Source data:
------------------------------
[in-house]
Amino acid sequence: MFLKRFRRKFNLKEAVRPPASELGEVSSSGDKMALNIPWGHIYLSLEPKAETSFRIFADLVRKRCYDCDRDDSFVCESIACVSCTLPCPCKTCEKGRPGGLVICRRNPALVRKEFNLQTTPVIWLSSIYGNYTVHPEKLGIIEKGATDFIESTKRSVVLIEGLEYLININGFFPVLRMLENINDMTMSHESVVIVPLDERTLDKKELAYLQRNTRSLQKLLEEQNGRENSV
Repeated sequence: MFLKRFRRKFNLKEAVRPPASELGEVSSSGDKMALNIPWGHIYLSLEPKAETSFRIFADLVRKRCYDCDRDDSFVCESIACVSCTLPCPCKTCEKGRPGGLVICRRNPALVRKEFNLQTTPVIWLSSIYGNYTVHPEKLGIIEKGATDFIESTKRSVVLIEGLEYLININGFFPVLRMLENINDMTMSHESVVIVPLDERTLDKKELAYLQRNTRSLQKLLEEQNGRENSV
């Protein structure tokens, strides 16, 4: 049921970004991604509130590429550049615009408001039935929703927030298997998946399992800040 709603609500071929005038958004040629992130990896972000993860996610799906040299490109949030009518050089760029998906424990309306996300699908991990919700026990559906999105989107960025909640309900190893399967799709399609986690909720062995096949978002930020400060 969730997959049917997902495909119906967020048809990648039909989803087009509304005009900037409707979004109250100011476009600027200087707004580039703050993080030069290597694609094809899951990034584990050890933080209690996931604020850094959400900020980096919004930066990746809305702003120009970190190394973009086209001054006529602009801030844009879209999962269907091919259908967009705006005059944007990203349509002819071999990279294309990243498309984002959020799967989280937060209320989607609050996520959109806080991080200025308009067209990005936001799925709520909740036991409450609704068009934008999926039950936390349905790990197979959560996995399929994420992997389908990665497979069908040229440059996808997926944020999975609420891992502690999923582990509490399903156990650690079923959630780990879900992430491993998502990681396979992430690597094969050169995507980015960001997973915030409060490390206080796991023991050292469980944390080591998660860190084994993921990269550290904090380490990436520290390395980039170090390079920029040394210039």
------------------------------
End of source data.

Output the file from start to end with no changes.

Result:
[in-house]
Amino acid sequence: MFLKRFRRKFNLKEAVRPPASELGEVSSSGDKMALNIPWGHIYLSLEPKAETSFRIFADLVRKRCYDCDRDDSFVCESIACVSCTLPCPCKTCEKGRPGGLVICRRNPALVRKEFNLQTTPVIWLSSIYGNYTVHPEKLGIIEKGATDFIESTKRSVVLIEGLEYLININGFFPVLRMLENINDMTMSHESVVIVPLDERTLDKKELAYLQRNTRSLQKLLEEQNGRENSV
Repeated sequence: MFLKRFRRKFNLKEAVRPPASELGEVSSSGDKMALNIPWGHIYLSLEPKAETSFRIFADLVRKRCYDCDRDDSFVCESIACVSCTLPCPCKTCEKGRPGGLVICRRNPALVRKEFNLQTTPVIWLSSIYGNYTVHPEKLGIIEKGATDFIESTKRSVVLIEGLEYLININGFFPVLRMLENINDMTMSHESVVIVPLDERTLDKKELAYLQRNTRSLQKLLEEQNGRENSV
């Protein structure tokens, strides 16, 4: 049921970004991604509130590429550049615009408001039935929703927030298997998946399992800040 709603609500071929005038958004040629992130990896972000993860996610799906040299490109949030009518050089760029998906424990309306996300699908991990919700026990559906999105989107960025909640309900190893399967799709399609986690909720062995096949978002930020400060 969730997959049917997902495909119906967020048809990648039909989803087009509304005009900037409707979004109250100011476009600027200087707004580039703050993080030069290597694609094809899951990034584990050890933080209690996931604020850094959400900020980096919004930066990746809305702003120009970190190394973009086209001054006529602009801030844009879209999962269907091919259908967009705006005059944007990203349509002819071999990279294309990243498309984002959020799967989280937060209320989607609050996520959109806080991080200025308009067209990005936001799925709520909740036991409450609704068009934008999926039950936390349905790990197979959560996995399929994420992997389908990665497979069908040229440059996808997926944020999975609420891992502690999923582990509490399903156990650690079923959630780990879900992430491993998502990681396979992430690597094969050169995507980015960001997973915030409060490390206080796991023991050292469980944390080591998660860190084994993921990269550290904090380490990436520290390395980039170090390079920029040394210039």